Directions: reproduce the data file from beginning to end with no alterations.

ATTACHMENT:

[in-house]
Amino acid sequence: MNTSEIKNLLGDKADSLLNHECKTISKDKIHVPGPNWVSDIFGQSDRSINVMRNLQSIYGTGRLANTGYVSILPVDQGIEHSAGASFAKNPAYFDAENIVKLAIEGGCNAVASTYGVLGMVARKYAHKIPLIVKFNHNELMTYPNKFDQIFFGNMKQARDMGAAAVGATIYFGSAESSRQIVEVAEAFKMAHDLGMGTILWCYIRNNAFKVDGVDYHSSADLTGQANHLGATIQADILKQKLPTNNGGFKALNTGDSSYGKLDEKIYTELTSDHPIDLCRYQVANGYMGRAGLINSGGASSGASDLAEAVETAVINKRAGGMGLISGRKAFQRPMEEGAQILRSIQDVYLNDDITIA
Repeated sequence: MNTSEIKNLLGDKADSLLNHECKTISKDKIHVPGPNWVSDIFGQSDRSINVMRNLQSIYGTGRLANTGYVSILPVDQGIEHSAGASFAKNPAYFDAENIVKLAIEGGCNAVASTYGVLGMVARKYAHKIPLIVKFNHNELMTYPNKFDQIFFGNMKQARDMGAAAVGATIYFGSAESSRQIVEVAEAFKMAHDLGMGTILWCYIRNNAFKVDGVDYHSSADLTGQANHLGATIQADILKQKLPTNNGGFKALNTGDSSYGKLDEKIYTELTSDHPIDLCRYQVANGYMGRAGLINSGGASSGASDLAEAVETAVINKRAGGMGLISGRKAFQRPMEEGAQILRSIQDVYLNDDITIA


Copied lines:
[in-house]
Amino acid sequence: MNTSEIKNLLGDKADSLLNHECKTISKDKIHVPGPNWVSDIFGQSDRSINVMRNLQSIYGTGRLANTGYVSILPVDQGIEHSAGASFAKNPAYFDAENIVKLAIEGGCNAVASTYGVLGMVARKYAHKIPLIVKFNHNELMTYPNKFDQIFFGNMKQARDMGAAAVGATIYFGSAESSRQIVEVAEAFKMAHDLGMGTILWCYIRNNAFKVDGVDYHSSADLTGQANHLGATIQADILKQKLPTNNGGFKALNTGDSSYGKLDEKIYTELTSDHPIDLCRYQVANGYMGRAGLINSGGASSGASDLAEAVETAVINKRAGGMGLISGRKAFQRPMEEGAQILRSIQDVYLNDDITIA
Repeated sequence: MNTSEIKNLLGDKADSLLNHECKTISKDKIHVPGPNWVSDIFGQSDRSINVMRNLQSIYGTGRLANTGYVSILPVDQGIEHSAGASFAKNPAYFDAENIVKLAIEGGCNAVASTYGVLGMVARKYAHKIPLIVKFNHNELMTYPNKFDQIFFGNMKQARDMGAAAVGATIYFGSAESSRQIVEVAEAFKMAHDLGMGTILWCYIRNNAFKVDGVDYHSSADLTGQANHLGATIQADILKQKLPTNNGGFKALNTGDSSYGKLDEKIYTELTSDHPIDLCRYQVANGYMGRAGLINSGGASSGASDLAEAVETAVINKRAGGMGLISGRKAFQRPMEEGAQILRSIQDVYLNDDITIA